Wednesday, May 27, 2009


There seem to be lots of traps out there for aspiring authors. I'm falling into them with alarming frequency. I will enumerate them to the best of my ability here.

Trap #1: Researching the publishing industry turns into a monster time suck because of all the great blogs. These are writers, agents, and publishers. They are literary. They can turn a phrase pretty damn well. And they're often funny, which is like catnip for me.

Trap #2: Reading all these blogs with advice for aspiring authors makes the whole thing seem hopeless. Lists of reasons queries get rejected, manuscripts get rejected, common mistakes new authors make, how important it is to polish your MS but DON'T LOSE YOUR VOICE! So it has to be highly standardized so it won't stand out but it had better stand out. This sends me combing through the MS in a panic looking for all the things they say you can't do if you want to get published. I would rather go through sorority rush at Ole Miss with a great big zit and fake leather shoes than query.

"Do I have too many dialogue tags?" she said, worry clouding her expression.

Trap #3: I've read published books that sell well that I don't think are as good as my book.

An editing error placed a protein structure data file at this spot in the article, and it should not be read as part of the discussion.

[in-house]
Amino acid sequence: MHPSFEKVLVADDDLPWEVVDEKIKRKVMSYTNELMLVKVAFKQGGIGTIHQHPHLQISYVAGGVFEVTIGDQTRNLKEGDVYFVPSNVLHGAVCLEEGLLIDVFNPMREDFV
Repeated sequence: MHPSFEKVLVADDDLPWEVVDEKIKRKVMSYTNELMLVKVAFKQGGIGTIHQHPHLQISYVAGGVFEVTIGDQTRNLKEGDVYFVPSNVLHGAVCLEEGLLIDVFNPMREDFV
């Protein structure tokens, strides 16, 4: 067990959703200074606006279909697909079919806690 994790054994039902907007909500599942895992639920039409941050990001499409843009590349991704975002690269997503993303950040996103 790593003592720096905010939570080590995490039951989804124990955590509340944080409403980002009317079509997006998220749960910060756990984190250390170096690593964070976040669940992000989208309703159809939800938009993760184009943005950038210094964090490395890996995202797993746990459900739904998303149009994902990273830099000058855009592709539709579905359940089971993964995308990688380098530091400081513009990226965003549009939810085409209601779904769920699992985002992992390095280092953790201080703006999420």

Of course I have. I made up my book. I got to put in all the stuff I like and leave out the stuff I hate. If I can't develop my own fantasy world to my liking then I have a real problem. It's like having imaginary friends who won't play with you.

Trap #4: All the people that post on blogs sound really serious about what they're writing. Maybe they are way better than me. But the really serious ones hate the books that sell well. (Except Stephen King. He seems to be the only best seller who is sacred to aspiring authors. They will eviscerate anyone else. I hope people one day hate me as much as they hate Stephenie Meyer. If people hate me that much then I can buy an island or something.)

Trap #5: I might as well give up now because I live smack in the middle of nowhere and have two small kids. Writer's conferences are not an option. I don't have a website for my book (and won't in the near future), have no idea how to go about creating a book trailer (I know. A trailer for a book. Who knew?), I'm not a viral internet marketing buzz genius, and I have no desire to Tweet. I'll never make it.

Trap #6: Walk around in circles worrying about Traps 1-5 while I should be editing my manuscript.

I guess the thing that has me the most freaked out is the element of luck in the industry. I am the unluckiest person you will ever meet. I don't gamble because I know with absolute certainty that I just gave the dealer five dollars. I won't win it back. I am Murphy's Law incarnate. It seems so futile to send out queries when I know that luck plays a part.

On the other hand, maybe I'm way overdue for some good luck.

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